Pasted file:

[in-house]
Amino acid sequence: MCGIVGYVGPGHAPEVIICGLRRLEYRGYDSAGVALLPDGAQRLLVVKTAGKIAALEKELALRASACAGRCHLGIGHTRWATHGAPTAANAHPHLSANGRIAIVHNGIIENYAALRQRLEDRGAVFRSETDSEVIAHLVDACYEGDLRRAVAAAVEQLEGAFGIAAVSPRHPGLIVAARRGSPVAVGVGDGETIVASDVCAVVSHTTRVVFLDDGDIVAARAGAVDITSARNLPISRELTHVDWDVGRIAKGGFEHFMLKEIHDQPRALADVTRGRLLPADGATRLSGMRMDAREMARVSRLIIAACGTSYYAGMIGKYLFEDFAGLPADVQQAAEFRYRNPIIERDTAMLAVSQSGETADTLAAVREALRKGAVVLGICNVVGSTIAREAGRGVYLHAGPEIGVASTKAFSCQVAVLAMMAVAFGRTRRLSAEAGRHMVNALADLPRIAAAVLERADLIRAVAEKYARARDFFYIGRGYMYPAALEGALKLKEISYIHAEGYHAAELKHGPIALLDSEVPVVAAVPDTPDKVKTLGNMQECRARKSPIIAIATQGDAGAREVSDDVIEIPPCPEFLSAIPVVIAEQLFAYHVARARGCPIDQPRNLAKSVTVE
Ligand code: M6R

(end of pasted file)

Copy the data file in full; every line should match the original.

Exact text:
[in-house]
Amino acid sequence: MCGIVGYVGPGHAPEVIICGLRRLEYRGYDSAGVALLPDGAQRLLVVKTAGKIAALEKELALRASACAGRCHLGIGHTRWATHGAPTAANAHPHLSANGRIAIVHNGIIENYAALRQRLEDRGAVFRSETDSEVIAHLVDACYEGDLRRAVAAAVEQLEGAFGIAAVSPRHPGLIVAARRGSPVAVGVGDGETIVASDVCAVVSHTTRVVFLDDGDIVAARAGAVDITSARNLPISRELTHVDWDVGRIAKGGFEHFMLKEIHDQPRALADVTRGRLLPADGATRLSGMRMDAREMARVSRLIIAACGTSYYAGMIGKYLFEDFAGLPADVQQAAEFRYRNPIIERDTAMLAVSQSGETADTLAAVREALRKGAVVLGICNVVGSTIAREAGRGVYLHAGPEIGVASTKAFSCQVAVLAMMAVAFGRTRRLSAEAGRHMVNALADLPRIAAAVLERADLIRAVAEKYARARDFFYIGRGYMYPAALEGALKLKEISYIHAEGYHAAELKHGPIALLDSEVPVVAAVPDTPDKVKTLGNMQECRARKSPIIAIATQGDAGAREVSDDVIEIPPCPEFLSAIPVVIAEQLFAYHVARARGCPIDQPRNLAKSVTVE
Ligand code: M6R